The Court finds that the Plaintiff's argument that the motion in untimely is without merit. The Defendant filed its motion to exclude arguing that Mr. Fulk's opinion is inadmissible the same day it filed its timely reply to the Plaintiff's response in opposition of summary judgment, in which the Plaintiff designated Mr. Fulk's opinion into evidence. The Court finds, and the Plaintiff presents, no basis for which the motion to exclude could be considered untimely. For the purposes of summary judgment, the Court finds that the Defendant's motion disputing the admissibility of Mr. Fulk's opinions is timely.

2. Rule 702 and Daubert Standard

"The admissibility of expert testimony is governed by Federal Rule of Evidence 702 and the Supreme Court's opinion in Daubert v. Merrell Dow Pharms., Inc., 509 U.S. 579, (1993)." Lewis v. CITGO Petroleum Corp., 561 F.3d 698, 705 (7th Cir. 2009). Rule 702 charges trial judges with the responsibility of acting as "gatekeeper[s] with respect to testimony proffered under Rule 702 to ensure that the testimony is sufficiently reliable to qualify for admission." Mihailovich v. Laatsch, 359 F.3d 892, 918 (7th Cir. 2004) (citing Kumho Tire Co. v. Carmichael, 526 U.S. 137 (1999)). "The purpose of [the Daubert ] inquiry is to vet the proposed testimony under Rule 702's requirements that it be based on sufficient facts or data, ' use reliable principles and methods, ' and reliably appl[y] the principles and methods to the facts of the case.'" Lapsley v. Xtek, Inc., 689 F.3d 802, 804 (7th Cir. 2012) (quoting Fed.R.Evid. 702). In evaluating whether an expert's proposed testimony meets the Daubert standard, the Court is to "scrutinize the proposed expert witness testimony to determine if it has the same level of intellectual rigor that characterizes the practice of an expert in the relevant field' so as to be deemed reliable enough to present to a jury." Lapsley, 689 F.3d at 805 (quoting Kumho Tire, 526 U.S. at 152). Whether to admit expert testimony rests within the discretion of the district court. See Gen. Elec. v. Joiner, 522 U.S. 136, 142 (1997); Lapsley, 689 F.3d at 810 ("[W]e give the district court wide latitude in performing its gate-keeping function and determining both how to measure the reliability of expert testimony and whether the testimony itself is reliable.'") (quoting Bielskis v. Louisville Ladder, Inc., 663 F.3d 887, 894 (7th Cir. 2011)). "The proponent of the expert bears the burden of demonstrating that the expert's testimony would satisfy the Daubert standard" by a preponderance of the evidence. Lewis, 561 F.3d at 705; see also Fed.R.Evid. 104(a) ("The court must decide any preliminary question about whether a witness is qualified."); Fed.R.Evid. 702 advisory committee note (2000 Amends.) ("[T]he admissibility of all expert testimony is governed by the principles of Rule 104(a). Under that Rule, the proponent has the burden of establishing that the pertinent admissibility requirements are met by a preponderance of the evidence.").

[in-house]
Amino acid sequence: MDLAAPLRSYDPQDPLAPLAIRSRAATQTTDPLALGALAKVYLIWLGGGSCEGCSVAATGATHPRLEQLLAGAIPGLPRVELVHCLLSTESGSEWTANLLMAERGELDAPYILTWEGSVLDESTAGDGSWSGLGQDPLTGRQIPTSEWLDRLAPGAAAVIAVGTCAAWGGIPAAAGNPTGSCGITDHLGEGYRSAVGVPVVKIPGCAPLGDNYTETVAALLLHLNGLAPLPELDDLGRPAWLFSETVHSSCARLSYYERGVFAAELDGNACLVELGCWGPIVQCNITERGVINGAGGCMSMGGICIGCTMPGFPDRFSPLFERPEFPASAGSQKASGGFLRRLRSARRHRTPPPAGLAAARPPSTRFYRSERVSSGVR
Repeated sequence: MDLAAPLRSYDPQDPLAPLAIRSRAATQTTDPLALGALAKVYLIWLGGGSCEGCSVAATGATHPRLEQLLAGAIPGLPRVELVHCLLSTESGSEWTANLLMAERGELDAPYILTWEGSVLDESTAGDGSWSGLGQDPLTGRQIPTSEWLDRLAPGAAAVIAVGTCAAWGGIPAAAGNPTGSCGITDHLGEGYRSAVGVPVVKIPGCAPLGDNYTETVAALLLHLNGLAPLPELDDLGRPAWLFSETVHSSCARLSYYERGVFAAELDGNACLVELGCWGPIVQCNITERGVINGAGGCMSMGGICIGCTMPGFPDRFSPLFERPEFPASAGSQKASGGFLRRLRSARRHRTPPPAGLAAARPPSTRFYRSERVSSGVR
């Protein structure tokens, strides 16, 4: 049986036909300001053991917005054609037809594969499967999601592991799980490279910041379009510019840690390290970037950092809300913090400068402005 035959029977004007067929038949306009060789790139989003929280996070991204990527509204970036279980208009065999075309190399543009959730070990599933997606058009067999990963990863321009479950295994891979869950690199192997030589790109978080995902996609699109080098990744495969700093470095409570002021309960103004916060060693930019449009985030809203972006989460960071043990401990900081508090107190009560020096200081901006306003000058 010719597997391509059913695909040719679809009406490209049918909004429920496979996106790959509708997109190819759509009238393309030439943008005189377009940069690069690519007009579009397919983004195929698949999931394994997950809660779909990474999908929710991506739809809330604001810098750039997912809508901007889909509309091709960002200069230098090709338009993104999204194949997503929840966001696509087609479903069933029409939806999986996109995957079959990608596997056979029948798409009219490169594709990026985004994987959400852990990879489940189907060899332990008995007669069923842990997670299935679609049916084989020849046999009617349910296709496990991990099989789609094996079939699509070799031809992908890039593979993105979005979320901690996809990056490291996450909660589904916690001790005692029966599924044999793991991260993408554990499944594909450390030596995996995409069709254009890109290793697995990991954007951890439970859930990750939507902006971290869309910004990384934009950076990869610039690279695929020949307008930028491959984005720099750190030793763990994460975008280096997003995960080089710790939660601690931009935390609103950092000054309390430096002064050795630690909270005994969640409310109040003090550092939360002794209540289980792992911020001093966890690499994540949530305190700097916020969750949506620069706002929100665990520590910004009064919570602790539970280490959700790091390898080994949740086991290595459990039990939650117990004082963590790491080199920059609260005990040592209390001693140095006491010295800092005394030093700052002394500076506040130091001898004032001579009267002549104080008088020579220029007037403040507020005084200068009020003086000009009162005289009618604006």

District courts apply the Daubert framework described above using a three-part analysis. Myers v. Ill. Cent. R.R. Co., 629 F.3d 639, 644 (7th Cir. 2010). First, the Court must determine whether the proposed witness is qualified as an expert by knowledge, skill, experience, training, or education. If so, the Court must then decide whether the reasoning or methodology underlying the expert's testimony is reliable. If these two requirements are met, the Court must assess whether the expert's proposed testimony will assist the trier of fact in ...